In an endeavour to assure shareholders who have soaring ROE aspirations, companies’ world over are looking at M&A as a panacea to ensure a sustainable top-line growth. Does this inorganic growth strategy always generate intended results?
Rationale Driving M&As
You have just been appointed a CSO of an industrial product company for Asian countries. The board of directors has given you an ambitious target of expanding business with company’s existing product offering to Indian market and of launching a new product range to be offered in Japan. What strategic decisions should you undertake to achieve the intended corporate growth strategy?
Let’s analyse such growth strategy scenarios with Ansoff’s Matrix .
Exhibit 1: Ansoff Matrix
With an aim to increase the market share with existing product offerings and in existing markets, this is perceived as being a least risky proposition. Here the familiarity with the product offering and markets can be leveraged. However, the company is likely to face rigorous competition in this domain. To outperform the competitors, the company can implement targeted marketing communication strategy across physical and digital space. Various price based, non-price based and/or loyalty based promotions can be used to penetrate the existing markets. In scenario of consolidation due to overcapacity, companies may want to explore M&As to achieve competitive advantages of scale, cost savings and branding etc.
New Product Development
In case where the company has an established set of loyal customers, the company can strategize for growth by:
- Launching new related products
- Leveraging incremental changes through initiating variations in existing products
- Undertaking quality initiatives to enhance the customer perceived value for its product lines
This may be achieved by exploring M&As for carrying out extensive R&D projects to develop value-laden product offering based on well-researched customer insights.
In case of market saturation, the companies can achieve growth by entering new markets/geographies and by increasing sales channels. A feasibility analysis to comprehend the impact of increase in sales channels on increasing the target market size can be studied before deciding on the types of sales channels. This can be implemented by re-engineering the delivery processes. Also, an acquisition can be initiated to leverage the sales and distribution channels of the company so acquired.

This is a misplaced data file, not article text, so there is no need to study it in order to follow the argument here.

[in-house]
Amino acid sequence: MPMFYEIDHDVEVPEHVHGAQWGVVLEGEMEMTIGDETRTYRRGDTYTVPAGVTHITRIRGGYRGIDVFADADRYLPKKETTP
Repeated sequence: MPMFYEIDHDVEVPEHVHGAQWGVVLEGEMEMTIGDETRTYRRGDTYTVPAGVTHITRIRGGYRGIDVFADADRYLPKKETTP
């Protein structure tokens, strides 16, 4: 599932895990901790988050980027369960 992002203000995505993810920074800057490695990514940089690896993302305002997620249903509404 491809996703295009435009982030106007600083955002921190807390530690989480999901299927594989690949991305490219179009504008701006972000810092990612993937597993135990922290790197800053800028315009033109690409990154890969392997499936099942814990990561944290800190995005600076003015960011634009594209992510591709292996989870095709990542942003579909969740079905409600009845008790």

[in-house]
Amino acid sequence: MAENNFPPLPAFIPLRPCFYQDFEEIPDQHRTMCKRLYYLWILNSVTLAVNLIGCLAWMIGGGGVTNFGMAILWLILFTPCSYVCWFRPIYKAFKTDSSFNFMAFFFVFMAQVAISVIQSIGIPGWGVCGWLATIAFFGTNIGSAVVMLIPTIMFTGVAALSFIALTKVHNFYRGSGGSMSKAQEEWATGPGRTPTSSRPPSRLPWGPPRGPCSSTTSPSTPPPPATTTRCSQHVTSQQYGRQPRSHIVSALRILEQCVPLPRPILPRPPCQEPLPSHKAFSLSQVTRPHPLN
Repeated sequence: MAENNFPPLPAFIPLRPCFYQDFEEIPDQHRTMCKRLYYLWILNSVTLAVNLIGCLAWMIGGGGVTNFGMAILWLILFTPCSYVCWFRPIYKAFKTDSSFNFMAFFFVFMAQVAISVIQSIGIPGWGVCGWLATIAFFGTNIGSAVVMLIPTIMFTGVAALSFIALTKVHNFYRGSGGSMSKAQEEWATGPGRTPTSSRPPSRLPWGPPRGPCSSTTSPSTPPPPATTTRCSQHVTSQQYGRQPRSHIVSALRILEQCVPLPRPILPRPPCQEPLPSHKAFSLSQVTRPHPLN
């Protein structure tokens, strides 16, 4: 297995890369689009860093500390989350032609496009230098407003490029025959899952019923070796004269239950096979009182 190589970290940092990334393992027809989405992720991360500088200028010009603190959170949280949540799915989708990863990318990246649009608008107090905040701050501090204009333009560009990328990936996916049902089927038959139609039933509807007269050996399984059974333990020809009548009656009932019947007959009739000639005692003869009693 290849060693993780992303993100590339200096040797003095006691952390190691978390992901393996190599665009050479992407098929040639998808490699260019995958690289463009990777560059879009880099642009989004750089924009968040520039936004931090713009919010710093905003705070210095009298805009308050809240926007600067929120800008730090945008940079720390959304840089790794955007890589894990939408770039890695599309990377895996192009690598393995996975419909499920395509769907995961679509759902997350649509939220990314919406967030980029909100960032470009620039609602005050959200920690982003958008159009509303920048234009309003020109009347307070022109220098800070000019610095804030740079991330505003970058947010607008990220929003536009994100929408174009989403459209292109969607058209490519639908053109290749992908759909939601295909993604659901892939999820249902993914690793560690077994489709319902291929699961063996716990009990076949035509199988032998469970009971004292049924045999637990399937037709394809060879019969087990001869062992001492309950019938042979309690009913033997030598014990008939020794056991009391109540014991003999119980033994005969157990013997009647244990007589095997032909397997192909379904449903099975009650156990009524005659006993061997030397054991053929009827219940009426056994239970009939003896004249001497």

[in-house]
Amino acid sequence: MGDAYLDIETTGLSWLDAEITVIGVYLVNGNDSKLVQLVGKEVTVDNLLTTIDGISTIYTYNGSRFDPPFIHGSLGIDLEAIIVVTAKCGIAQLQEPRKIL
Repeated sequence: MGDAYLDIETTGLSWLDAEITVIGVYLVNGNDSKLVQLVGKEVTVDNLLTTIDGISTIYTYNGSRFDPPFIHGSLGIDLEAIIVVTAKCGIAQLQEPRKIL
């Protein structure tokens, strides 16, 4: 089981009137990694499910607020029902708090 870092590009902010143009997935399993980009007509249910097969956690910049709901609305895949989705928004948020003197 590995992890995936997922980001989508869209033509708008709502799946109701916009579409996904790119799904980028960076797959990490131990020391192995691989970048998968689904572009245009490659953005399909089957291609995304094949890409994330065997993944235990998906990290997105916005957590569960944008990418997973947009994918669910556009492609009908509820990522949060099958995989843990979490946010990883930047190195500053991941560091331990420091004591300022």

It is the riskiest growth strategy wherein the company aspires to launch new products in new/uncharted markets. For this, M&As have the potential to enable the company towards creating a distinctly new value proposition for its prospective customers. Entirely new markets/geographies can be invaded where the strategic alliance has an experience that can be leveraged.
Hence, M&A can be perceived as a strategic juncture at which the compelling need for growth gets intertwined with an opportunity to leverage alliances to achieve the same.
Strategic Decisions that M&As Entails
Under the aegis of an informed leadership that can clearly envision the resultant synergies well aligned to the corporate growth strategy of the company, M&A is a structured process. The M&A should be objectively articulated as a strategic step along the long-term growth trajectory of the company. Backed by full confidence of the stakeholders, the team administering M&A should follow a rigorous valuation methodology at each stage of its execution. The acquisition targets need to be diligently scrutinized in the light of the customer value propositions decided by the company. The team should be able to beautifully orchestrate the disparate functional domains into an integrated set of deliberations with consistent focus on filtering/monitoring for potential risks and returns. There is a need to explore the synergies of the prospective alliance and align them to the strategic growth aspirations of both the companies involved in the deal. This would also include weeding out any differences pertaining to culture, human resources and vendor contracts to name a few. The team under the mentorship of the leader (may be the CSO) is not only responsible for strategic planning, but also should be able to ensure that it meets strategic execution, while deploying robust all- encompassing change management systems in both the companies.
The Importance of Strategy Execution in M&As
As mentioned earlier, an ambitious strategic planning around M&A needs to meet a robust strategic execution of the same, to enable the companies reap the benefits of the transaction fully. However, the execution of the transaction should be timely. There is a compelling need for an in-depth due diligence to validate the inherent assumptions. Since negotiations play a key role in deciding the future of the prospective M&A deal, there is a need to substantiate the benefits emanating out of synergies based on vigorous information systems. The envisaged growth, profitability and financial metrics should be deliberated upon and clearly mapped before any stint on the negotiation tables. The need to monitor the transaction closely does not end up with closure of the deal. Post-M&A issues needs to be rigorously monitored at regular intervals to affirm the success for those involved.
“Ideally, you would start planning as soon as you decide to buy something. If you have no plan for the target company, you are going to pay the wrong price and you are not going to be ready to handle the integration. I would do a couple of days planning right at the start. At latest, I would start building a full integration plan around 100 days before you believe the deal will take place.” – Danny A. Davis
[image: Jerry King]
Note: Ansoff, H. I. (1957). Strategies for Diversification. Harvard Business Review.